28th November 2014 London, UK

Reviewing the digital work of our embassies – part 2

This blog post looks at what we learnt from our recent review of how our embassies around the world are using digital.

In our 2014 digital review we asked posts (embassies, high commissions, consulates etc) to assess how they were using digital tools and techniques in four areas: communications; strategic planning and leadership; policy making; and services. Posts were asked to self-assess using a competence framework.

Our posts ranked themselves on average as strongest on digital communications, with particular strengths in using digital communications for major events and using appropriate channels to deliver relevant messages. We found that posts felt they were weaker on detailed digital landscaping and in evaluation, though they were seeking to develop their skills in these areas.

Posts ranked themselves fairly highly on leadership with many saying that their senior management either uses digital tools or champion their use. This is in line with the striking growth of our senior officials on social media, up from 3 ambassadors and senior officials on twitter in 2010 to 130 now.

The majority of our posts rated themselves relatively highly in using digital tools to improve service delivery. Digital now features prominently in crisis planning and posts provide up-to-date consular information for British nationals through digital. Posts considered themselves weakest at using digital to help improve policy work. Although an increasing number of staff are using digital to help inform their policy making there is still more to be done to give colleagues the skills, confidence and IT that they need to do this effectively.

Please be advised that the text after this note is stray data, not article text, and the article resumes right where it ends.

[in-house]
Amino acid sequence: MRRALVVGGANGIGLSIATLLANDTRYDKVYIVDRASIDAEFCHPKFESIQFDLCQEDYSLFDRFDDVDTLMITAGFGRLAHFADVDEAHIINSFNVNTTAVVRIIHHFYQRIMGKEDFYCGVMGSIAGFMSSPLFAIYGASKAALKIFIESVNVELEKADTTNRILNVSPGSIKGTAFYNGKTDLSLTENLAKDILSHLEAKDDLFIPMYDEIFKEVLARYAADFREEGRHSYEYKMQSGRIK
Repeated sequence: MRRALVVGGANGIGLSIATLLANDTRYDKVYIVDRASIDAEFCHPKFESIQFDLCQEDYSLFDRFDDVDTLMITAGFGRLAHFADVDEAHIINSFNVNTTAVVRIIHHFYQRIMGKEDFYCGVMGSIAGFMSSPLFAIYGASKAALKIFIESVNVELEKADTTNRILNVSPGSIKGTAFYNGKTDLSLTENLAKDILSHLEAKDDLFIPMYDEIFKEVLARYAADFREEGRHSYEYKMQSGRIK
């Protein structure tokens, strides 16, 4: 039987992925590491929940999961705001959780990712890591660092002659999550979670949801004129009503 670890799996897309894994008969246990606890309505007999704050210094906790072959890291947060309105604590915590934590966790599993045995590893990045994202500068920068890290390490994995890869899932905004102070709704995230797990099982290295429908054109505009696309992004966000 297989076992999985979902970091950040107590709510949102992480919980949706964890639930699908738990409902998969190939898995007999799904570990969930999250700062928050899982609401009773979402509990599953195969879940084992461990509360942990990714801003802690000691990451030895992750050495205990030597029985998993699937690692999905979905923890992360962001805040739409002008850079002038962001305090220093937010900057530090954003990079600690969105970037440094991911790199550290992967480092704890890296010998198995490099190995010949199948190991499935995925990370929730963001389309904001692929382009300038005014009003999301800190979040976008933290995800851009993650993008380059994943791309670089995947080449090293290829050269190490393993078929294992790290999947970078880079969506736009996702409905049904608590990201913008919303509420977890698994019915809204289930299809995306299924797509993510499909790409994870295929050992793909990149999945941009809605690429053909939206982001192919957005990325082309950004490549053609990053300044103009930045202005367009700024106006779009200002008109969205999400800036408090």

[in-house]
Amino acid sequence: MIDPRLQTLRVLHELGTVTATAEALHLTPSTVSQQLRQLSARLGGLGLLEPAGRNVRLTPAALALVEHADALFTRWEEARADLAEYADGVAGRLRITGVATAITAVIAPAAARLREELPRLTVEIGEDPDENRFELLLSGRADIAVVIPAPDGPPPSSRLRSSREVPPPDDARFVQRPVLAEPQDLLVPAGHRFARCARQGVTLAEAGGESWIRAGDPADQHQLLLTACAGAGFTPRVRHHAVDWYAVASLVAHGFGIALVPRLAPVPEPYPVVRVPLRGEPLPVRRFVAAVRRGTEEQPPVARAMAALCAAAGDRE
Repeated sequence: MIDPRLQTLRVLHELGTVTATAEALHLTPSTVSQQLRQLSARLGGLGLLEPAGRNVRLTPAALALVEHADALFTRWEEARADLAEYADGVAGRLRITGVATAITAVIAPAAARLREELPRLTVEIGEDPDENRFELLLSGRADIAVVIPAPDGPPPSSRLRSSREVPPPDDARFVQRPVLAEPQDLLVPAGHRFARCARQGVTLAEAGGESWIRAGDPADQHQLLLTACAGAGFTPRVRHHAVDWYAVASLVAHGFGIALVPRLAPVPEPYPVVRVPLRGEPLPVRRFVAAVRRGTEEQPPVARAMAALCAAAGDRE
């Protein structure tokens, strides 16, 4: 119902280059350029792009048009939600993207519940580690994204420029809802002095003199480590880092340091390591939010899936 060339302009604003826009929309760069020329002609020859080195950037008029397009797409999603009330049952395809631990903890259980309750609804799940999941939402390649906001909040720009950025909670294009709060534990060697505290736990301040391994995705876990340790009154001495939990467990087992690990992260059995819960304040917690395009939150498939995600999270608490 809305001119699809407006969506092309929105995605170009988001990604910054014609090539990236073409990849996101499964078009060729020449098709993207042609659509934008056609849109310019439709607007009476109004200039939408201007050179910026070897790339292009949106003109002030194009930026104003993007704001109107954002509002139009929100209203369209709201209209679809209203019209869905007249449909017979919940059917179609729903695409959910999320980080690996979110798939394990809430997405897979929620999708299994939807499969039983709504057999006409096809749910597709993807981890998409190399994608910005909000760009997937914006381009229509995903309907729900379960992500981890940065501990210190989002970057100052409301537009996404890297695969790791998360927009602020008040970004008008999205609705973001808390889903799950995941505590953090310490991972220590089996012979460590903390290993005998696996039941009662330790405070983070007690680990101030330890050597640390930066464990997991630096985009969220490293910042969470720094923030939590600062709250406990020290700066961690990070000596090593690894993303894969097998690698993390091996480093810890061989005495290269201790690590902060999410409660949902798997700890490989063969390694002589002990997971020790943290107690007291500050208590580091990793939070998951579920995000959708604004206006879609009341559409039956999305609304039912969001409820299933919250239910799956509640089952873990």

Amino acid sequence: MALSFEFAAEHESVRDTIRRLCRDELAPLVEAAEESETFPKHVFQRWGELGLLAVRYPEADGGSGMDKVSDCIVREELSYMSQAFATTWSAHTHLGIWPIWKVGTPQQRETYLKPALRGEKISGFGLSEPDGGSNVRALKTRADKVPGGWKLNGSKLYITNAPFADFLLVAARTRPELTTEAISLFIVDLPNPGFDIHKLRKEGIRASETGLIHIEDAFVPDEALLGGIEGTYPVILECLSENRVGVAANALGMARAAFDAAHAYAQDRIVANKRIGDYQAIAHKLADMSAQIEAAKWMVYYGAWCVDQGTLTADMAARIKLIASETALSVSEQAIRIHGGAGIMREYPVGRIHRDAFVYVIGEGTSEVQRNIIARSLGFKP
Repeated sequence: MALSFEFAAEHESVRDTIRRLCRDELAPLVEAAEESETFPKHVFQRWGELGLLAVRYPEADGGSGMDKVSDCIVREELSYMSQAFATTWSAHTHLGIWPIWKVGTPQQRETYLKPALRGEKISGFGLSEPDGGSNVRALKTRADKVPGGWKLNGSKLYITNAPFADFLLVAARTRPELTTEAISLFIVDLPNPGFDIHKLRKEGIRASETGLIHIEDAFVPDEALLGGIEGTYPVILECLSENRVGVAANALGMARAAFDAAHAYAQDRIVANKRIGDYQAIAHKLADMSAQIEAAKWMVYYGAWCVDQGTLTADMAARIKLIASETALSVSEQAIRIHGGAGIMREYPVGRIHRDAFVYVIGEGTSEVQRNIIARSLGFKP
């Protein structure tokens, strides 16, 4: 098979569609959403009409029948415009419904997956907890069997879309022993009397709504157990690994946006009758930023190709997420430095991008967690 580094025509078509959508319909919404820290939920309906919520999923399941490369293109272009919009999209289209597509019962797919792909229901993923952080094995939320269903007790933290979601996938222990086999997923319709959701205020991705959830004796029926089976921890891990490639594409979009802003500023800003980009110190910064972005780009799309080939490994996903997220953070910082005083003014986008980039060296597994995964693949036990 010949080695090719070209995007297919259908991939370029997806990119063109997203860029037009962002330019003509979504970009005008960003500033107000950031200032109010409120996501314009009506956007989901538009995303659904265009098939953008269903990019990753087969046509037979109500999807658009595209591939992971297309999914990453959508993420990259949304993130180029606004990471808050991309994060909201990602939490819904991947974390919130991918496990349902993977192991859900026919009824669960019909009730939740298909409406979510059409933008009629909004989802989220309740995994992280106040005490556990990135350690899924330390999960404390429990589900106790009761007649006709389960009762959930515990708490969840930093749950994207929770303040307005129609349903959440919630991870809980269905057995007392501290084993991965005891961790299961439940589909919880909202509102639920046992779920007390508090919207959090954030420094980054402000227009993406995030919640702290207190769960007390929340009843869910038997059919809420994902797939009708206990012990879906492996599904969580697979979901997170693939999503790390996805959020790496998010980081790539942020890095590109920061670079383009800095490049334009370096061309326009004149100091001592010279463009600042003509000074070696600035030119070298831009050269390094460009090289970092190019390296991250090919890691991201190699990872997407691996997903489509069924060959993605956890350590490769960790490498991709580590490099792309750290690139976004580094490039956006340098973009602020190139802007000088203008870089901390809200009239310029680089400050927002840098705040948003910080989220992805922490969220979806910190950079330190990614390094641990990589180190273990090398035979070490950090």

Overall, the results suggested that posts scored most highly where: senior management takes an interest and leads by example; digital is appropriately resourced and the main digital officer has a background in digital or has been properly trained; and digital is widely understood and used across the whole of the mission.

We also asked posts to tell us how we could better help them in their digital work. The main things included better guidance and training, including on analytics and evaluation; improved central co-ordination of communications around major policy issues; more advance notice of communications to allow time for translation; and more visual content.

Happily these are areas on which we’ve already been working. We will shortly be launching a new digital training curriculum which will address some of these needs. We will also be issuing new guidance on digital evaluation. Our communications directorate is working to ensure better planning of communications priorities overseas. And we are also increasing the quantity of visual content and infographics (and welcome them from our posts too!)

Finally, as part of the review, we asked posts for examples of best practice. We received more than 100 examples and will be sharing them with colleagues across the globe. Some of the examples have already appeared on this blog and we will be adding others over the coming months.

There is a lot of work still to be done but we believe that this has been a valuable exercise. Posts have told us that they found it useful. We now understand what is working well and less well. We know what posts need from us. We’ve given posts a framework which they can continue to use to shape their digital work. And hopefully we have inspired posts to do more through the sharing of best practice.